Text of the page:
The Arctic atmosphere – a gathering place for dust?

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For the first time during the MOSAiC expedition, a multi-wavelength lidar provides data on fine dust in the central Arctic during polar night

The atmosphere of the central Arctic is polluted with fine dust from Siberia and North America. This was the result of a preliminary evaluation of the first lidar measurements carried out by the Leibniz Institute for Tropospheric Research (TROPOS) during the one-year MOSAiC expedition on board the RV Polarstern. For the first time, a multi-wavelength lidar was used during polar night in the central Arctic, which can measure dust particles at altitudes of up to 14km with laser pulses from the ground.

First data show several layers of dust from human sources and forest fires at altitudes of 5km, 6km and 12km. The data is an indication that the upper atmosphere of the region around the North Pole is more polluted in winter than previously assumed. In the coming months, the international MOSAiC expedition led by the Alfred Wegener Institute, Helmholtz Centre for Polar and Marine Research (AWI), will provide data on climate change in the central Arctic, for which almost no measurements are available due to the extreme conditions of polar night.

On October 4, the research vessel Polarstern reached the ice floe at 85° north and 137° east with which the icebreaker and an extensive measuring network on the ice intend to drift through the central Arctic at the North Pole for a year. With the official start of the MOSAiC expedition, the OCEANET container on board Polarstern also began its work.

“Together with the containers of our US and Swiss partners, our container is located on the foredeck of RV Polarstern. I was able to put our laser into operation immediately after the end of the loading work. The aim is to measure the suspended particles in the atmosphere above the ship around the clock for a year,” reports Dr Ronny Engelmann of TROPOS, who is in charge of the measurements on board during the first leg of the voyage until he is replaced at the end of December 2019.

Atmospheric research is thus breaking new ground. “The operation of our laser-based remote sensing system PollyXT in the central Arctic is unique to date. Never before the atmosphere in this remote region has been studied with a multi-wavelength lidar that works with light of different wavelengths from ultraviolet to infrared. Only with this combination is it possible to determine different suspended particles that can originate from various sources such as forest fires, volcanic ash, anthropogenic air pollution or the sea surface,” explains Dr Albert Ansmann, head of the ground-based remote sensing group at TROPOS.

For more than 20 years, TROPOS has been developing and operating lidar devices to investigate the properties of suspended particles, known as aerosols. These devices scan the atmosphere above the ground like a light radar with laser light and are therefore called lidars. Depending on the surface and shape of the particles, the laser light is reflected differently. If not only the transit time and quantity of the reflected light are measured but also its polarization, then conclusions can be drawn about the properties of the particles.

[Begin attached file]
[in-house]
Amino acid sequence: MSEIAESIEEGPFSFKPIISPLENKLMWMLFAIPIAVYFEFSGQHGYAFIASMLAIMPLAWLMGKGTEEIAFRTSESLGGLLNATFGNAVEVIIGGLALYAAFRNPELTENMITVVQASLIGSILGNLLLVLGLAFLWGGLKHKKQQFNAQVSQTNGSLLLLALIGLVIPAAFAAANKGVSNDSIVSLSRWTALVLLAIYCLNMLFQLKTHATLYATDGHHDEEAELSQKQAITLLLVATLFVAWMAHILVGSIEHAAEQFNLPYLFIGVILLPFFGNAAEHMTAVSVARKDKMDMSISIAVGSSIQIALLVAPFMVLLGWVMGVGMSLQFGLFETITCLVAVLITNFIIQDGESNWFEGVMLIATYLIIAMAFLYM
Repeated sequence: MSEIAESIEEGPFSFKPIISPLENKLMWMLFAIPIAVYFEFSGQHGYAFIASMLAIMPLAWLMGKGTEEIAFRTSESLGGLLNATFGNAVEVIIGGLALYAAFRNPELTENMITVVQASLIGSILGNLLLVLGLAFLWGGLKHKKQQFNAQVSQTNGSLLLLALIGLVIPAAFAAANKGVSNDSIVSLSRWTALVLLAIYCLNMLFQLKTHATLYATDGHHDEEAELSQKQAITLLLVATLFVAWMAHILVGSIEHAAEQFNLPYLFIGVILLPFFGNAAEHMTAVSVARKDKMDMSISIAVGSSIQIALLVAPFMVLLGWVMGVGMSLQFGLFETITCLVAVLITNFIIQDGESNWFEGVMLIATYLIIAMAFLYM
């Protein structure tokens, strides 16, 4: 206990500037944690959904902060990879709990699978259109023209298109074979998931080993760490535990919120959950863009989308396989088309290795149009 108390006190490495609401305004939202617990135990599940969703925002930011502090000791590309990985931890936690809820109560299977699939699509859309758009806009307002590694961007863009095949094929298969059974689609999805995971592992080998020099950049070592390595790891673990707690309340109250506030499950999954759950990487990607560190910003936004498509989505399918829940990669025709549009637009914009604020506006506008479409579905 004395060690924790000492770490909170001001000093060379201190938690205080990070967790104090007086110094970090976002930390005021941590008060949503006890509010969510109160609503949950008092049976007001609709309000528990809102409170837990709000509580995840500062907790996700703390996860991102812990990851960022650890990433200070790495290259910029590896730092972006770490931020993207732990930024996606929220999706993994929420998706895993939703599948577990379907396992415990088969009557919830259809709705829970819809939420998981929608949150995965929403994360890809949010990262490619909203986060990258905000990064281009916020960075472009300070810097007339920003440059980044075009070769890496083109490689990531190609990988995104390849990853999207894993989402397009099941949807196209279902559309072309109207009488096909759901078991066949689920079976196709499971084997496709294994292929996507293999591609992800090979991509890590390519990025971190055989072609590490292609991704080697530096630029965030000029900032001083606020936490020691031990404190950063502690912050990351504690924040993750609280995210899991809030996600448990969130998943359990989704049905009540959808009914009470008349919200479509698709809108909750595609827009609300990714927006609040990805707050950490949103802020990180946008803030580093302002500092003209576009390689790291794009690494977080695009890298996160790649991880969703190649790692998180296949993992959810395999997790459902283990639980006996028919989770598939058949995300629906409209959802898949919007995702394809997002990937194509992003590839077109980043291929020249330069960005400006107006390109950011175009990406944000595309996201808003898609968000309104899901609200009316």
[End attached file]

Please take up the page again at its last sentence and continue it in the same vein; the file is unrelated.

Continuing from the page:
The team on RV Polarstern uses the latest generation of the mobile lidar system PollyXT, which emits laser pulses of ultraviolet (355nm wavelength), green (532nm wavelength) and infrared (1,064nm wavelength) light. It is received on 13 channels and thus covers a broad spectrum of light up to the infrared range.

Since the ground-level air layers in the Arctic are particularly important for atmospheric research, it was equipped with a near-field channel to collect data from 50m above the ship to altitudes of 35km. In addition, it measures with two fields of view in order to better detect the scattering of light in clouds. This dual-field-of-view technology, developed by TROPOS together with the National Academy of Sciences of Belarus, allows the determination of the size and number of cloud drops – an important parameter for climate models.

Worldwide there are currently only two devices of this type. “The other device is located in our LACROS container in Punta Arenas, Chile, where we are studying the atmosphere near Antarctica at the southern tip of South America together with the Magellan University (UMAG) and the University of Leipzig in the DACAPO-PESO measurement campaign. Due to the identical structure, the data from both polar regions can be easily compared. We are looking forward to the results,” says Ansmann.

MOSAiC stands for Multidisciplinary drifting Observatory for the Study of Arctic Climate. The MOSAiC expedition led by the Alfred Wegener Institute, Helmholtz Centre for Polar and Marine Research (AWI), is associated with unprecedented challenges. MOSAiC has a budget of around €140m (US$155m).

In the course of the year, approximately 300 scientists from 20 countries will be on board. Together, they want to explore the entire climate system in the central Arctic for the first time. They will collect data in the five sub-areas of atmosphere, sea ice, ocean, ecosystem and biogeochemistry to understand the interactions that shape the Arctic climate and life in the Arctic Ocean.

Further information on the expedition can be found at: www.mosaic-expedition.org.

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